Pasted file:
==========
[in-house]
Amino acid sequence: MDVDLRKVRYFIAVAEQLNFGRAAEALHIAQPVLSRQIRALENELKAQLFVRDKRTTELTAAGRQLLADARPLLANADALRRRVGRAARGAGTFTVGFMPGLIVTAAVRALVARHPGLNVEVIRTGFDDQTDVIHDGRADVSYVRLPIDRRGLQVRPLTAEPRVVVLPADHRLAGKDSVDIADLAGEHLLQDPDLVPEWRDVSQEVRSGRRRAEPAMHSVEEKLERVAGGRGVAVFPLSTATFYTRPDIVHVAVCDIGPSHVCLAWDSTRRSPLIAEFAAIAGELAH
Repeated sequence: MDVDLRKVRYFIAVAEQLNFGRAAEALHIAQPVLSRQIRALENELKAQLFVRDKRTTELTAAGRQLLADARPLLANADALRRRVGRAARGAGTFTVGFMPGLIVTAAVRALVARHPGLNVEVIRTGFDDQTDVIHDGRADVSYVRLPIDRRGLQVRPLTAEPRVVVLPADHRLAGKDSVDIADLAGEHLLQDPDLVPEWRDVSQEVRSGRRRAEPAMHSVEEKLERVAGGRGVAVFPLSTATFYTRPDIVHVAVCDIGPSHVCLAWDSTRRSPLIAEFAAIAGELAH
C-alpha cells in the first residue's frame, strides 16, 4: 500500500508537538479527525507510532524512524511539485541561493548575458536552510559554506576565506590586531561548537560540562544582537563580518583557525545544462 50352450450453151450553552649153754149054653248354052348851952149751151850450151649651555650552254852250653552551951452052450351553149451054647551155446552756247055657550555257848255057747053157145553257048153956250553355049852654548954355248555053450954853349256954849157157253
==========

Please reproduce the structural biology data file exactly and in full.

[in-house]
Amino acid sequence: MDVDLRKVRYFIAVAEQLNFGRAAEALHIAQPVLSRQIRALENELKAQLFVRDKRTTELTAAGRQLLADARPLLANADALRRRVGRAARGAGTFTVGFMPGLIVTAAVRALVARHPGLNVEVIRTGFDDQTDVIHDGRADVSYVRLPIDRRGLQVRPLTAEPRVVVLPADHRLAGKDSVDIADLAGEHLLQDPDLVPEWRDVSQEVRSGRRRAEPAMHSVEEKLERVAGGRGVAVFPLSTATFYTRPDIVHVAVCDIGPSHVCLAWDSTRRSPLIAEFAAIAGELAH
Repeated sequence: MDVDLRKVRYFIAVAEQLNFGRAAEALHIAQPVLSRQIRALENELKAQLFVRDKRTTELTAAGRQLLADARPLLANADALRRRVGRAARGAGTFTVGFMPGLIVTAAVRALVARHPGLNVEVIRTGFDDQTDVIHDGRADVSYVRLPIDRRGLQVRPLTAEPRVVVLPADHRLAGKDSVDIADLAGEHLLQDPDLVPEWRDVSQEVRSGRRRAEPAMHSVEEKLERVAGGRGVAVFPLSTATFYTRPDIVHVAVCDIGPSHVCLAWDSTRRSPLIAEFAAIAGELAH
C-alpha cells in the first residue's frame, strides 16, 4: 500500500508537538479527525507510532524512524511539485541561493548575458536552510559554506576565506590586531561548537560540562544582537563580518583557525545544462 50352450450453151450553552649153754149054653248354052348851952149751151850450151649651555650552254852250653552551951452052450351553149451054647551155446552756247055657550555257848255057747053157145553257048153956250553355049852654548954355248555053450954853349256954849157157253